TPWD News Release — March 7, 2013
ATHENS—The latest tests and monitoring looking for zebra mussels in North Texas lakes yielded mixed results.
While zebra mussel DNA was detected in Lakes Texoma, Ray Roberts, Lewisville, Bridgeport and Bob Sandlin, no zebra mussel populations could be confirmed by physical inspection in Lewisville, Bridgeport and Bob Sandlin.
“We know a zebra mussel population exists in Lakes Texoma and Ray Roberts,” said Brian Van Zee, Texas Parks and Wildlife Department’s regional director of Inland Fisheries. “Our district biologists have looked for evidence of zebra mussel populations in Lakes Lewisville, Bridgeport and Bob Sandlin since receiving the DNA test results, but none were found. This is not uncommon, as the test is very sensitive and has been known to show positive results in several lakes where zebra mussels have never been documented. It’s possible that the results are showing us that boat owners may be moving contaminated boats to these lakes, but that viable populations haven’t developed.”
Dr. Robert McMahon, Professor Emeritus of Biology at the University of Texas at Arlington, has been monitoring 14 North Texas reservoirs for the presence of zebra mussels using three techniques. One technique looks for zebra mussel DNA in the water, another uses a microscope to look for zebra mussel larvae (veligers) in the water, and the third uses a submerged monitor to look for newly settled juvenile mussels.
“The DNA test results for Lakes Bridgeport and Bob Sandlin were very weak positives,” McMahon said. “The results for Bob Sandlin were so weak as to almost be below the limit of detection.”
“These results are a reminder that boaters need to take the necessary precautions before moving a boat from one lake to another,” Van Zee said. “TPWD will continue monitoring these lakes for the presence of zebra mussels and doing everything it can to encourage boaters and anglers to Clean, Drain and Dry their boats before moving them to another lake. We encourage boaters and anglers to visit http://www.texasinvasives.org/ to learn more about how they can help protect the waters they enjoy.”
Texas Parks and Wildlife Department is asking anyone transporting a vessel that has been used on Lakes Texoma, Ray Roberts, Lavon or Lewisville to another water body to take the following precautions. (1) Clean all vegetation, mud, algae and other debris from the boat and trailer. (2) Drain all water from the motor as well as the live-well, bilge, bait buckets and any other compartments or systems that hold water. (3) Dry the vessel and associated equipment for a week to 10 days during the months of May through October or for 15 to 20 days from November through April. These drying times are approximations, and conditions such as cooler air temperatures, higher humidity and whether or not the vessel is kept in dry storage should be considered. These are the easiest preventive measures that boat owners can do to help prevent the spread of zebra mussels.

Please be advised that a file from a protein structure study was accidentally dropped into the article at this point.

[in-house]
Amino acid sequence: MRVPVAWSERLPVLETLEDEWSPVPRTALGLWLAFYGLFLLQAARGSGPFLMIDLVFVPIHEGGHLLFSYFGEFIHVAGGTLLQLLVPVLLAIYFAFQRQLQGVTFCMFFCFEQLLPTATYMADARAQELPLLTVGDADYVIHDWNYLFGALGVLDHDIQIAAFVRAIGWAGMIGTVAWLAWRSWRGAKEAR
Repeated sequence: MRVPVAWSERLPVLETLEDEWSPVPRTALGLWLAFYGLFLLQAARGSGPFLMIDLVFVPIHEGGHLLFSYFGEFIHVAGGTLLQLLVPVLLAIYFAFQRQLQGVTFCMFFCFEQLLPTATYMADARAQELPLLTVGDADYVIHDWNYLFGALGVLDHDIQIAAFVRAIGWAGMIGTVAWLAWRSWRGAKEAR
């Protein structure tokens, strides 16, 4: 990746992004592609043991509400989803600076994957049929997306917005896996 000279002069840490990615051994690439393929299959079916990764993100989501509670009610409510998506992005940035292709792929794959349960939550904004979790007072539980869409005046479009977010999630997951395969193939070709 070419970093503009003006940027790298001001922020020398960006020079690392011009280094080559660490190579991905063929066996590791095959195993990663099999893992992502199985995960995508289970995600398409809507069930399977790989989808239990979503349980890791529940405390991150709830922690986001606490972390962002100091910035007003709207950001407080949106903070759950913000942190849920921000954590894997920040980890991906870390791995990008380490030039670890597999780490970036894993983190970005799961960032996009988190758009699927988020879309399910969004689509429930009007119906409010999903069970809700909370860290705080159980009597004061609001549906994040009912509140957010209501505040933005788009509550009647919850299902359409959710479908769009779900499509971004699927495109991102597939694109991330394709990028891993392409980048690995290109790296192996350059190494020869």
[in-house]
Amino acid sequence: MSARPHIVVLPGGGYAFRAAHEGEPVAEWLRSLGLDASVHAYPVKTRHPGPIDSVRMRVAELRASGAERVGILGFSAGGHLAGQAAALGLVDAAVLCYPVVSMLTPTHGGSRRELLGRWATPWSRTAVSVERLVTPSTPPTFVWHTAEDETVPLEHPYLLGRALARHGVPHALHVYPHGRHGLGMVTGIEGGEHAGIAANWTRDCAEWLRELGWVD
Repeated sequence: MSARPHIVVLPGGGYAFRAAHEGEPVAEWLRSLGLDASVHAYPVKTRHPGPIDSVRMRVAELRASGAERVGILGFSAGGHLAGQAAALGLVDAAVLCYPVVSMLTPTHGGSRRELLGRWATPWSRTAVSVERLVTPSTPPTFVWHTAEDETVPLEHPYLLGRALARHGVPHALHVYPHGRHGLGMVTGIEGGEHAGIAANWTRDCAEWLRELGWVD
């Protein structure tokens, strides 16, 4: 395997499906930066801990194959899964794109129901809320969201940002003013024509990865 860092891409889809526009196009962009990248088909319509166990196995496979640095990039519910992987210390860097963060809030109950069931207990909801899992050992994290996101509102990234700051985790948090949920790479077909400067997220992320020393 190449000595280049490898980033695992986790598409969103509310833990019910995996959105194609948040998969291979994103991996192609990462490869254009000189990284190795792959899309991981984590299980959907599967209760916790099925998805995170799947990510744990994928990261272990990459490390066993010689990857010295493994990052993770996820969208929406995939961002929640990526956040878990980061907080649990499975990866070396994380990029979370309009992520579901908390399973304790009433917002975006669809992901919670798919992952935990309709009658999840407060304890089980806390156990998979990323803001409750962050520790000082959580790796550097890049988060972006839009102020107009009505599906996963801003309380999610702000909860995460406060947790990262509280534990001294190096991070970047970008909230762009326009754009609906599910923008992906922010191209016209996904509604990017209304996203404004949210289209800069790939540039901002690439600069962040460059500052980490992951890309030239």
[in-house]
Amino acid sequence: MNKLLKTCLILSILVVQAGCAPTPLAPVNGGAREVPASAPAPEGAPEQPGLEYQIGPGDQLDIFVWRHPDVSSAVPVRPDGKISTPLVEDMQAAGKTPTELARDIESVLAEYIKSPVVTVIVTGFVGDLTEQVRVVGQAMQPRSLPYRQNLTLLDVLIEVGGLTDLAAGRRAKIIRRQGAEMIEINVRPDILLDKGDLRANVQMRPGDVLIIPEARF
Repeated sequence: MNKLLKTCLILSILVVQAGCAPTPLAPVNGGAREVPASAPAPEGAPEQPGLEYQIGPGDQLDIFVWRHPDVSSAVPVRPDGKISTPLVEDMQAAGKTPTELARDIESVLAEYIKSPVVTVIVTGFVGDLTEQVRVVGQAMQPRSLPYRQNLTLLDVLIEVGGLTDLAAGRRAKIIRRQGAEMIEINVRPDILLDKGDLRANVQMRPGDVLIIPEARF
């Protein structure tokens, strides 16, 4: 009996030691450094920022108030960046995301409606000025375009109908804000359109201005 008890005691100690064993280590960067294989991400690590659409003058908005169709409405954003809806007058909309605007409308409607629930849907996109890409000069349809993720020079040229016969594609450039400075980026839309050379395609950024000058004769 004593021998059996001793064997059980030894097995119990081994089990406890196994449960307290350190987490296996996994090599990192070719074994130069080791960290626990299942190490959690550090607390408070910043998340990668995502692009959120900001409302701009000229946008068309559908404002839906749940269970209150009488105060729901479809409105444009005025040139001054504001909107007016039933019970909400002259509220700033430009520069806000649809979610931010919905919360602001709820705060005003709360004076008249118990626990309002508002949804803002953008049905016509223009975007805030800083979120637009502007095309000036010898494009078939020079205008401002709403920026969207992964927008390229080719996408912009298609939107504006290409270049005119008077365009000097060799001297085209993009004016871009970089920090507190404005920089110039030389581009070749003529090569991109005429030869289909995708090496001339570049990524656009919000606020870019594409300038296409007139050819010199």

However, boats and other vessels that have been kept on a lake known to be infested with zebra mussels for an extended period of time may require additional cleaning procedures. Power-washing with water at least 140 degrees Fahrenheit and flushing the motor, bilges, live-wells and other raw water intake systems with 140-degree water will kill zebra mussels. To be effective the water coming out of the flushed systems needs to reach 140 degrees to ensure the entire system was exposed to water hot enough to kill the mussels.
If it is not possible to clean the internal systems or compartments using 140-degree water, the use of either straight vinegar or a chlorine bleach and water solution (one-half ounce bleach to one gallon water) can be effective at killing zebra mussels as long as the mixture is kept in contact with the mussels for a sufficient amount of time (20 to 30 minutes). Clean water should be used to flush the chemicals and dead mussels from the boat following treatment. Boat owners should check with their manufacturer to be sure using these chemicals will not void their warranty.
Large vessels with complex water intake systems such as those used for cooling the engine, air conditioning or personal sanitation may require decontamination by a boat mechanic or marina.
A video showing how to decontaminate a boat can be viewed at http://www.100thmeridian.org.
Under the Texas Parks and Wildlife Department and Texas Penal Codes, possession or transporting of zebra mussels in Texas is a Class C misdemeanor punishable by a fine of not less than $25 nor more than $500 for the first offense. However, repeat offenses can be elevated to a Class B misdemeanor which is punishable by a fine of up to $2,000, jail time up to 180 days, or both. If an individual is convicted a third time for this same offense it becomes a Class A misdemeanor which is a fine of up to $4,000, jail time not to exceed 1 year, or both.
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